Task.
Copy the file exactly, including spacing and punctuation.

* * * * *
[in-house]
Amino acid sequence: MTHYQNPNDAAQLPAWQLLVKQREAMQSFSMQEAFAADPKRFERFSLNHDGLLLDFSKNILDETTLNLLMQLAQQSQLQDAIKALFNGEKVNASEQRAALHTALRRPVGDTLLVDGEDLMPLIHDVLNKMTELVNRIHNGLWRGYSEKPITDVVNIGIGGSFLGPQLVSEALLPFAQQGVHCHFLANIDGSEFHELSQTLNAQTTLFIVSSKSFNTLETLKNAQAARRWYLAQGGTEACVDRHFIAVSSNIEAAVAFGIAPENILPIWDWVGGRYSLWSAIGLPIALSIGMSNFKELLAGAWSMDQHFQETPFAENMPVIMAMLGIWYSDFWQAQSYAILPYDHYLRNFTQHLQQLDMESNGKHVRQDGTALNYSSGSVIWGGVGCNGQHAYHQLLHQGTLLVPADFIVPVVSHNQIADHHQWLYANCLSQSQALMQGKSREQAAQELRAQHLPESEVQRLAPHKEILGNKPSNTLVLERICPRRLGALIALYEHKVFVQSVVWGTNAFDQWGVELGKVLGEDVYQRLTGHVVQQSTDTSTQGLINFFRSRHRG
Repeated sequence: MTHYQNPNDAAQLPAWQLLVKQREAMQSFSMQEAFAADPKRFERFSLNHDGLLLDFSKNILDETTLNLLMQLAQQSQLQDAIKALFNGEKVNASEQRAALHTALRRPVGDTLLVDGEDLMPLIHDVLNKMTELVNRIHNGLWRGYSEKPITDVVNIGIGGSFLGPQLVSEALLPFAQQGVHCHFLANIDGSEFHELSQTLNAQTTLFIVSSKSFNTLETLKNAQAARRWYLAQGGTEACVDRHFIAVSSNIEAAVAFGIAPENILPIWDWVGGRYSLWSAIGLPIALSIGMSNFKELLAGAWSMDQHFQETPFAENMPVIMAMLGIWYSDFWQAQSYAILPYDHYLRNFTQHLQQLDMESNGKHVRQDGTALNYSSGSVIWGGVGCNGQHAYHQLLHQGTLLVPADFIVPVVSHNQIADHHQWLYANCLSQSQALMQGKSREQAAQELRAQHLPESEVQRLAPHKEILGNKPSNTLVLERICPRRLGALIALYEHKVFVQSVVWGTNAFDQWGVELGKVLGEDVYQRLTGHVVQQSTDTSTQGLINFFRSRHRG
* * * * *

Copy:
[in-house]
Amino acid sequence: MTHYQNPNDAAQLPAWQLLVKQREAMQSFSMQEAFAADPKRFERFSLNHDGLLLDFSKNILDETTLNLLMQLAQQSQLQDAIKALFNGEKVNASEQRAALHTALRRPVGDTLLVDGEDLMPLIHDVLNKMTELVNRIHNGLWRGYSEKPITDVVNIGIGGSFLGPQLVSEALLPFAQQGVHCHFLANIDGSEFHELSQTLNAQTTLFIVSSKSFNTLETLKNAQAARRWYLAQGGTEACVDRHFIAVSSNIEAAVAFGIAPENILPIWDWVGGRYSLWSAIGLPIALSIGMSNFKELLAGAWSMDQHFQETPFAENMPVIMAMLGIWYSDFWQAQSYAILPYDHYLRNFTQHLQQLDMESNGKHVRQDGTALNYSSGSVIWGGVGCNGQHAYHQLLHQGTLLVPADFIVPVVSHNQIADHHQWLYANCLSQSQALMQGKSREQAAQELRAQHLPESEVQRLAPHKEILGNKPSNTLVLERICPRRLGALIALYEHKVFVQSVVWGTNAFDQWGVELGKVLGEDVYQRLTGHVVQQSTDTSTQGLINFFRSRHRG
Repeated sequence: MTHYQNPNDAAQLPAWQLLVKQREAMQSFSMQEAFAADPKRFERFSLNHDGLLLDFSKNILDETTLNLLMQLAQQSQLQDAIKALFNGEKVNASEQRAALHTALRRPVGDTLLVDGEDLMPLIHDVLNKMTELVNRIHNGLWRGYSEKPITDVVNIGIGGSFLGPQLVSEALLPFAQQGVHCHFLANIDGSEFHELSQTLNAQTTLFIVSSKSFNTLETLKNAQAARRWYLAQGGTEACVDRHFIAVSSNIEAAVAFGIAPENILPIWDWVGGRYSLWSAIGLPIALSIGMSNFKELLAGAWSMDQHFQETPFAENMPVIMAMLGIWYSDFWQAQSYAILPYDHYLRNFTQHLQQLDMESNGKHVRQDGTALNYSSGSVIWGGVGCNGQHAYHQLLHQGTLLVPADFIVPVVSHNQIADHHQWLYANCLSQSQALMQGKSREQAAQELRAQHLPESEVQRLAPHKEILGNKPSNTLVLERICPRRLGALIALYEHKVFVQSVVWGTNAFDQWGVELGKVLGEDVYQRLTGHVVQQSTDTSTQGLINFFRSRHRG